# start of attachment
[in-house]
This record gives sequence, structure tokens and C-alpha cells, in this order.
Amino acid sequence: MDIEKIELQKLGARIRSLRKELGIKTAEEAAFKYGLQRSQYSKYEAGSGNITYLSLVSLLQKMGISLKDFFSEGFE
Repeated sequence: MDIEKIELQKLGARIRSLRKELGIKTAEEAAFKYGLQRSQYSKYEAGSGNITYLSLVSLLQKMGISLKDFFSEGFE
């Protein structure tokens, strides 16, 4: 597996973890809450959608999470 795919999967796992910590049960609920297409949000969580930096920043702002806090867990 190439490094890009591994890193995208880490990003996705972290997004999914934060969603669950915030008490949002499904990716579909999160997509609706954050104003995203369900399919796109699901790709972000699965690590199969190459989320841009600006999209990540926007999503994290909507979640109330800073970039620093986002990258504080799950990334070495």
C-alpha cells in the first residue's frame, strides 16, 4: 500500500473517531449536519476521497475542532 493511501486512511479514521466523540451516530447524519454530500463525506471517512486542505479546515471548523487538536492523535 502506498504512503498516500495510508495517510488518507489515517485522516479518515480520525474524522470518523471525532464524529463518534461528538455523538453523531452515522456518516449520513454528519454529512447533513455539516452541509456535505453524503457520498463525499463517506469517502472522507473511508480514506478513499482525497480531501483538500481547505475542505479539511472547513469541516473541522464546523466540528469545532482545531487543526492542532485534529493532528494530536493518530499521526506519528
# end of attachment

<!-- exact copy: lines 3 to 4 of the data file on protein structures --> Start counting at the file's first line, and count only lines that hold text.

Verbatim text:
Amino acid sequence: MDIEKIELQKLGARIRSLRKELGIKTAEEAAFKYGLQRSQYSKYEAGSGNITYLSLVSLLQKMGISLKDFFSEGFE
Repeated sequence: MDIEKIELQKLGARIRSLRKELGIKTAEEAAFKYGLQRSQYSKYEAGSGNITYLSLVSLLQKMGISLKDFFSEGFE